NEW PAPER: Simulating the effects of climate change on habitat suitability and connectivity in a pond metacommunity
In a new paper published in Freshwater Biology, PhD student Karen Tuytens builds further on a hydrological model for temporary pools I developed in my PhD. Temporary pools are expected to be strongly impacted by the effects of global environmental change. Being directly dependent on precipitation (and occasionally ground water) for filling, changes in precipitation and/or evaporation will have an impact on the length (hydroperiod) and the frequency of inundations.
The model that was developed is a realistic simulation model which can be parametrized for individual pools and which can predict the water levels on a day to day basis based on nothing but pool morphometry and precipitation and evaporation data. By making use of historic climate it is possible to reconstruct the inundation history of a pool and, hence, reconstruct the long term disturbance regime which is relevant to explain both patterns of diversity as well as adaptive trait variation among populations.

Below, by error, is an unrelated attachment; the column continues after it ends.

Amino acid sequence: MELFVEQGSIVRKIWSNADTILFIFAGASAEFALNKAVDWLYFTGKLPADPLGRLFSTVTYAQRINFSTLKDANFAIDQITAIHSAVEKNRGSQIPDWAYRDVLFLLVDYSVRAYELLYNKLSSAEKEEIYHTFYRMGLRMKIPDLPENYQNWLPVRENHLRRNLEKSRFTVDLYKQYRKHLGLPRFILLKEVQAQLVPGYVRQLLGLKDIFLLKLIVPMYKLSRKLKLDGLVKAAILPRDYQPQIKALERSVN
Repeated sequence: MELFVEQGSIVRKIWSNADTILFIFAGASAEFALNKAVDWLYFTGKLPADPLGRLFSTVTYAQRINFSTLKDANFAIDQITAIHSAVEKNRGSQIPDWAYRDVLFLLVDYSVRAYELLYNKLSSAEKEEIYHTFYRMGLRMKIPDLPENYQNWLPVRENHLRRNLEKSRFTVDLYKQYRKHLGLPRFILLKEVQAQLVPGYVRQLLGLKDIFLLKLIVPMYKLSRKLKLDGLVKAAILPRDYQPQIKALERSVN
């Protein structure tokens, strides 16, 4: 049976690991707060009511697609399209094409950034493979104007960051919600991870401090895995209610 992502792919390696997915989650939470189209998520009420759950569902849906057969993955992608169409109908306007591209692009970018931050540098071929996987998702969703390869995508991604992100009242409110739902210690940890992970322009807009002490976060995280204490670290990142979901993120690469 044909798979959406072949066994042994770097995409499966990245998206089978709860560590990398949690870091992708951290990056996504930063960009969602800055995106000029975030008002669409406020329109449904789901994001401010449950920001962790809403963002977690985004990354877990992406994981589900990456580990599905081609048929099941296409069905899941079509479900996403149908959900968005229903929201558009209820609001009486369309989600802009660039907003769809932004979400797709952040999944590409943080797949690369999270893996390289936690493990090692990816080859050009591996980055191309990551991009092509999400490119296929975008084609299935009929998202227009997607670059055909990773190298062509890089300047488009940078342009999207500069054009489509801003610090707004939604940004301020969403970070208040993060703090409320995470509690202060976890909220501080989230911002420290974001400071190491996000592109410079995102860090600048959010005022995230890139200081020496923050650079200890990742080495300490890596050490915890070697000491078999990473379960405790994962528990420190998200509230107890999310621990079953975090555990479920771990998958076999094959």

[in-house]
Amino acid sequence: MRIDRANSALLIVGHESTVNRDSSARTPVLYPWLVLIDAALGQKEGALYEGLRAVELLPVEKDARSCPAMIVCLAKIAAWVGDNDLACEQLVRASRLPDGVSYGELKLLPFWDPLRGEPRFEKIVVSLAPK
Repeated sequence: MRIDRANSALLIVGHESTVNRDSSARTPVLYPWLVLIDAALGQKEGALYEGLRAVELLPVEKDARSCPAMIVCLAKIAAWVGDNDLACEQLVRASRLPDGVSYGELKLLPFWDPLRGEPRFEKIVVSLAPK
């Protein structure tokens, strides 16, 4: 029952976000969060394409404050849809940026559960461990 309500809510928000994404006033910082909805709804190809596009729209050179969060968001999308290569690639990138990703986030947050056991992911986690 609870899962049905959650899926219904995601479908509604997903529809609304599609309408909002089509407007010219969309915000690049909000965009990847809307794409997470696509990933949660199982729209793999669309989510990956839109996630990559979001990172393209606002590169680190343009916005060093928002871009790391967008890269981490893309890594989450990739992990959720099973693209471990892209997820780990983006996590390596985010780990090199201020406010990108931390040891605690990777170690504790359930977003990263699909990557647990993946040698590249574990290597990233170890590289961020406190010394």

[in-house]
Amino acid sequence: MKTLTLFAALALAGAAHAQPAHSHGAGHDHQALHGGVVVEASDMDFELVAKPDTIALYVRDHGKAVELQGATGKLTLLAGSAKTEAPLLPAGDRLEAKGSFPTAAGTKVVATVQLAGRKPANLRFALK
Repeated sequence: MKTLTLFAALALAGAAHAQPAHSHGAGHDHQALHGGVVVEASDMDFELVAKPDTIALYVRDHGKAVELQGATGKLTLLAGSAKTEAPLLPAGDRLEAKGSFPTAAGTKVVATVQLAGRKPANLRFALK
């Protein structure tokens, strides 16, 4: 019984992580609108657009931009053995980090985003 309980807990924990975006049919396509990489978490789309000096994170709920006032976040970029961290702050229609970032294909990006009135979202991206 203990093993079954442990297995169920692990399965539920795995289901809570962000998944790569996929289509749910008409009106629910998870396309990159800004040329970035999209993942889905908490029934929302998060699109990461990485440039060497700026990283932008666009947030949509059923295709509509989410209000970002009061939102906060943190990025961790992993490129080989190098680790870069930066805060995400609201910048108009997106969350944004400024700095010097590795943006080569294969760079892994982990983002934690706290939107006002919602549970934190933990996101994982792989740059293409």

However, the main advantage explored in this paper is the ability to simulate the effects of different IPCC climate change scenarios on inundation patterns. Karen did not only show that inundations are likely to be become shorter resulting in shorter growing seasons for aquatic fauna, she also modeled connections that are formed between pools during heavy rains. Under future scenarios that include less precipitation and higher evaporation, these connections formed less frequently. Overall, this shows that climate change can not only affect habitat suitability but also connectivity in clusters of aquatic habitats. This is relevant since different levels of connectivity can have pronounced effects, not only on the persistence of populations but also on diversity and the functioning of metacommunities.
The code of the model is optimized for the R programming environment and is readily available in the appendix of the paper. At the moment, the model is optimized to work in very simple aquatic habitats such as rock pools which have no groundwater influence and don’t leak water. However, Karen is currently extending the model to make it applicable for more complex temporary aquatic habitats such as temporary wetlands.